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How Much Medical Information Must Presidential Candidates Release?


FILE - Democratic presidential candidate Hillary Clinton pauses while speaking at a rally at Johnson C. Smith University, in Charlotte, N.C., Sept. 8, 2016.

FILE - Democratic presidential candidate Hillary Clinton pauses while speaking at a rally at Johnson C. Smith University, in Charlotte, N.C., Sept. 8, 2016.

Recent stories about American presidential candidates have raised questions about how much candidates should say about their medical history while running for office.

In the United States, no law requires presidential candidates or presidents to release medical records or information about their health to the public. But one recent study of likely voters found that 86 percent of those questioned said a candidate's health is important to their vote.

Most presidential candidates are over age 50. This issue affects somewhat younger candidates, too.

John F. Kennedy was the youngest person to be elected U.S. president. He was 43 years old when he won the election of 1960. Kennedy had Addison's disease and back pain that were treated with drugs before he was elected. This information was not released to the public.

President John F. Kennedy makes a national television speech October 22, 1962, from Washington. He announced a naval blockade of Cuba until Soviet missiles are removed. (AP Photo)

President John F. Kennedy makes a national television speech October 22, 1962, from Washington. He announced a naval blockade of Cuba until Soviet missiles are removed. (AP Photo)

In 1932, Franklin D. Roosevelt was elected president with a clear disability: He had polio. Few photographs survived of Roosevelt sitting in his wheelchair. Late in his presidency, he also suffered from heart disease. The public never heard about his heart problems until Roosevelt died, just months into his fourth term in office.

The U.S. Constitution is clear that once a president has died, the vice president takes office. But questions have arisen throughout American history about what happens when a president is unable to carry out his or her duties, like when under anesthesia. Or the president could be in a coma and unable to communicate.

Following Kennedy’s death, Congress passed the 25th Amendment to the constitution. That amendment states, in part, that when a president is incapacitated, the vice president and members of the president’s cabinet can act. They can make a formal declaration to the leaders of the Senate and House that the president is unable to carry out his duties.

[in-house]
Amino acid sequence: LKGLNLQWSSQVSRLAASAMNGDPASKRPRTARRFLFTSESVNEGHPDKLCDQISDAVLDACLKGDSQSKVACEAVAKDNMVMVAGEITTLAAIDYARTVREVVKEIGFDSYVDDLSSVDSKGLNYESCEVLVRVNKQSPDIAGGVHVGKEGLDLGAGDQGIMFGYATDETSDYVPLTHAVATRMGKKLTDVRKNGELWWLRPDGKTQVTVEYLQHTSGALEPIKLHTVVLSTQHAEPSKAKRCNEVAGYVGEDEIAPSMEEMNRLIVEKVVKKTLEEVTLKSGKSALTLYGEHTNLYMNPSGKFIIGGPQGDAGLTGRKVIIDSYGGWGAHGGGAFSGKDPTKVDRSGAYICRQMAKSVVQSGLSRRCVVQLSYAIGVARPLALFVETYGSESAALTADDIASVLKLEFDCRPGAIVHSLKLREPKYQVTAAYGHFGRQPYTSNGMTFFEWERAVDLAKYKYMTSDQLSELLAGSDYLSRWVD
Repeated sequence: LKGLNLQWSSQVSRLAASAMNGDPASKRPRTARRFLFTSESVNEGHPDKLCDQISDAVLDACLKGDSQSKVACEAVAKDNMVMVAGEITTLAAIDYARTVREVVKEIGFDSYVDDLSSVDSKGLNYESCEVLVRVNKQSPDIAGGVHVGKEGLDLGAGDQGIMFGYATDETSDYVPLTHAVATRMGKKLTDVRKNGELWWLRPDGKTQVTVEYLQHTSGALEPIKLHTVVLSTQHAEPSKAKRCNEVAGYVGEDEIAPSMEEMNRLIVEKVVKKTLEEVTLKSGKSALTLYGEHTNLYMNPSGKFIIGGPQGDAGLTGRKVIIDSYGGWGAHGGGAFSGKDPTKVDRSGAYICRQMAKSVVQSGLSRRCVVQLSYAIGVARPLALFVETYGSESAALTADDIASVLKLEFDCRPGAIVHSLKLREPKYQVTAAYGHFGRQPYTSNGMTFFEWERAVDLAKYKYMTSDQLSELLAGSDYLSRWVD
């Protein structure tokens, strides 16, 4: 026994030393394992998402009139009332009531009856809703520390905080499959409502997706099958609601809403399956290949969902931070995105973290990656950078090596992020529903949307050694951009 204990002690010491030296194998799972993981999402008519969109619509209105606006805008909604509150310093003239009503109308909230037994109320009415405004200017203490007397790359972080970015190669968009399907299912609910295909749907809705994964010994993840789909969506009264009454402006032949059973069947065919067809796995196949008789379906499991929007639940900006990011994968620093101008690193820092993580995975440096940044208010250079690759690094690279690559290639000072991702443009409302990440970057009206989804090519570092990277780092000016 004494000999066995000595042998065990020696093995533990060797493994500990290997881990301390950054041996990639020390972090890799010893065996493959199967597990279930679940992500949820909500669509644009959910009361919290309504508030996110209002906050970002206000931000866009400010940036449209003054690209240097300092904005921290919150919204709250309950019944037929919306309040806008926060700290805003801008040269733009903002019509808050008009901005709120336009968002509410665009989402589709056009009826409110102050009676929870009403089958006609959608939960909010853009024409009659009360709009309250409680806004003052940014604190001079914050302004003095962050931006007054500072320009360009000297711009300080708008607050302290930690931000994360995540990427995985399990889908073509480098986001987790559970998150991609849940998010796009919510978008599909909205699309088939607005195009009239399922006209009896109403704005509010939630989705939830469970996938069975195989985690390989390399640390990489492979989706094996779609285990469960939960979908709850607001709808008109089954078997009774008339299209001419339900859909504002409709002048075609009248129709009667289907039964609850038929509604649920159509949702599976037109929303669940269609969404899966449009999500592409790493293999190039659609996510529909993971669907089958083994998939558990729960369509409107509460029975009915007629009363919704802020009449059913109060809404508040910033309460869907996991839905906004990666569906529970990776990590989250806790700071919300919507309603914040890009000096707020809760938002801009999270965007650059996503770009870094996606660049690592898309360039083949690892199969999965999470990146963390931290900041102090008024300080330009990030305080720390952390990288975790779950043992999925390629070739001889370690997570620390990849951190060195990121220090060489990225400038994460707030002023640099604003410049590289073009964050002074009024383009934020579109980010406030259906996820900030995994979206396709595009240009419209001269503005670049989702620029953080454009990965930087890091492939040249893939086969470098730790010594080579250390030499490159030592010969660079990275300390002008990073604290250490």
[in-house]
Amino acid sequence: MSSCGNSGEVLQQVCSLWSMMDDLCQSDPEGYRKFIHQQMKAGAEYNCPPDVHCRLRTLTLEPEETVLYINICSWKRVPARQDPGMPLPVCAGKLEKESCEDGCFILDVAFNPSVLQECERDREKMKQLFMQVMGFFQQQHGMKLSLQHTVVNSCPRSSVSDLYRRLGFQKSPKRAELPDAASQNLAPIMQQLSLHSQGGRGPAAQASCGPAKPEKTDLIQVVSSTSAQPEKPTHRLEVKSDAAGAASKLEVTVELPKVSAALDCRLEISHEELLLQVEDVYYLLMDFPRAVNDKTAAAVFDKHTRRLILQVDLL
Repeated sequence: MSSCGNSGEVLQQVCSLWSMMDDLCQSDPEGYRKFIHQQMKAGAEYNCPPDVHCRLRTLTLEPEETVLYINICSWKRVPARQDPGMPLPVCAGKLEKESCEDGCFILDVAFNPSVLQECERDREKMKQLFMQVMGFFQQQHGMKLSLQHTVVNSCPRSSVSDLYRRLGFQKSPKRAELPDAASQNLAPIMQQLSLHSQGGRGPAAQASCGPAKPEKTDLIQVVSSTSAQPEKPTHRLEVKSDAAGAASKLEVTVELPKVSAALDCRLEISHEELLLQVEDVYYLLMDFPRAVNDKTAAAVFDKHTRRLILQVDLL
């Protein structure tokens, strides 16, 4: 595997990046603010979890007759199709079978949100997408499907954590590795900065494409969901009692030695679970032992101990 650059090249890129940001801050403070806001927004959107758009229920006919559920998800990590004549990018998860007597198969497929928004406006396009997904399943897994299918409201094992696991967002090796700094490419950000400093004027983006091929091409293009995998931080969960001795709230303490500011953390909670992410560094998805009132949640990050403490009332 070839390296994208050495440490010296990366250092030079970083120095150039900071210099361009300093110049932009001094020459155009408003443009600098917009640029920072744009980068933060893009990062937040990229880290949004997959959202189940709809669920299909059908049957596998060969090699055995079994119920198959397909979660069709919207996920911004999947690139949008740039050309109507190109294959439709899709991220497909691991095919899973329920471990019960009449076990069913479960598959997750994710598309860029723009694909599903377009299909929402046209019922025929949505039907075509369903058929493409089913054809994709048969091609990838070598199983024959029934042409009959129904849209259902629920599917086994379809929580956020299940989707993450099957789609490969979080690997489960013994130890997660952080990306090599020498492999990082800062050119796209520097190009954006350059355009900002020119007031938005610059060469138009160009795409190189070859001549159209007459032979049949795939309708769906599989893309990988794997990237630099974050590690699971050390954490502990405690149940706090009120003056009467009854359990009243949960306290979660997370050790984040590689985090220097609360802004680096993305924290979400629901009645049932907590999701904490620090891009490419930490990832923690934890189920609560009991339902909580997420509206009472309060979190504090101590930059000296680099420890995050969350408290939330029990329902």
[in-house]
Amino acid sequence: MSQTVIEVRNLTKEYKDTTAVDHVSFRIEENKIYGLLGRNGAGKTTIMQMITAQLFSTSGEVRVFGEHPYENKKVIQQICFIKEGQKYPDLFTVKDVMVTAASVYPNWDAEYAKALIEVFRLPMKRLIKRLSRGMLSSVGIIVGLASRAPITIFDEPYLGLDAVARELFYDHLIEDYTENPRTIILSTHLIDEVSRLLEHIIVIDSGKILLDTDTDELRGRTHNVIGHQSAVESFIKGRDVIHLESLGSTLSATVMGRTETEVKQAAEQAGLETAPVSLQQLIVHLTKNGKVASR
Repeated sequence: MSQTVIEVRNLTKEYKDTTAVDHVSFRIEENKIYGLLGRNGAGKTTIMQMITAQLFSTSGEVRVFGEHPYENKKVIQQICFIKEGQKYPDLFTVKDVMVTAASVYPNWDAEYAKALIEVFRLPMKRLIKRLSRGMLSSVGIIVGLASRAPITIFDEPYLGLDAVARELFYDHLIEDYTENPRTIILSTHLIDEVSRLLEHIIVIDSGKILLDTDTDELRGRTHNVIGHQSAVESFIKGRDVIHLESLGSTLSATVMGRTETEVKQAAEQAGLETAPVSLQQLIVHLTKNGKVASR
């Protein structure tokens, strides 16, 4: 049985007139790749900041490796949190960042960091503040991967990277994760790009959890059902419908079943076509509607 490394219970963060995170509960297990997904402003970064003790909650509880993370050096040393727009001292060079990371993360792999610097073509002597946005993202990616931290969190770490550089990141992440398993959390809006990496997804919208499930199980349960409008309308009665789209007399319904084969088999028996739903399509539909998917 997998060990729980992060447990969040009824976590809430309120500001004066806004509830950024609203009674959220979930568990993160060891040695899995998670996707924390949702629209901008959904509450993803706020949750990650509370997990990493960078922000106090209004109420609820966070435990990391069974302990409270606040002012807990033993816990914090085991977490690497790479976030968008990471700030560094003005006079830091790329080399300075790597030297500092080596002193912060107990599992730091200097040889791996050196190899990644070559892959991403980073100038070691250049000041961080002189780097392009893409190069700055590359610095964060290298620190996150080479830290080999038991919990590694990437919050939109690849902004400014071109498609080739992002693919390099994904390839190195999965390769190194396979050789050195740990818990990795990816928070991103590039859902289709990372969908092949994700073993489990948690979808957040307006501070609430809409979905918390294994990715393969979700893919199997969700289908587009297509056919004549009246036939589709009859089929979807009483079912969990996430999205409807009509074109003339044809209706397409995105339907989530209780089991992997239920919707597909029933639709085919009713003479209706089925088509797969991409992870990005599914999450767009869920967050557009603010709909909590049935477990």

The vice president then immediately can act for the president.

FILE - In this March 30, 1981, photo, U.S. president Ronald Reagan, center, is shown being shoved into his limousine by secret service agents after being shot outside a Washington hotel.

FILE - In this March 30, 1981, photo, U.S. president Ronald Reagan, center, is shown being shoved into his limousine by secret service agents after being shot outside a Washington hotel.

But the amendment has never been used, even when former President Ronald Reagan was shot in 1981.

President Barack Obama has released reports of his physical examinations periodically throughout his presidency and once during his campaign. He was not legally required to do so. This move has become a tradition for presidents in the years since the passing of the 25th Amendment.

In 2008, Obama defeated U.S. Senator John McCain for the presidency. During the election campaign, McCain released more than 1,000 pages of his medical records to the public. McCain was 72 years old at the time.

I’m Bryan Lynn.

Esha Sarai wrote this story for VOANews.com. Jim Dresbach adapted her report for Learning English. George Grow was the editor.

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Words in This Story

anesthesian. loss of feeling in a person's body or part of the body through the use of drugs

page – n. a written record, the material written on a piece of paper

incapacitatedv. making someone of something unable to work

coma – n. a condition similar to deep sleep; being unable to communicate

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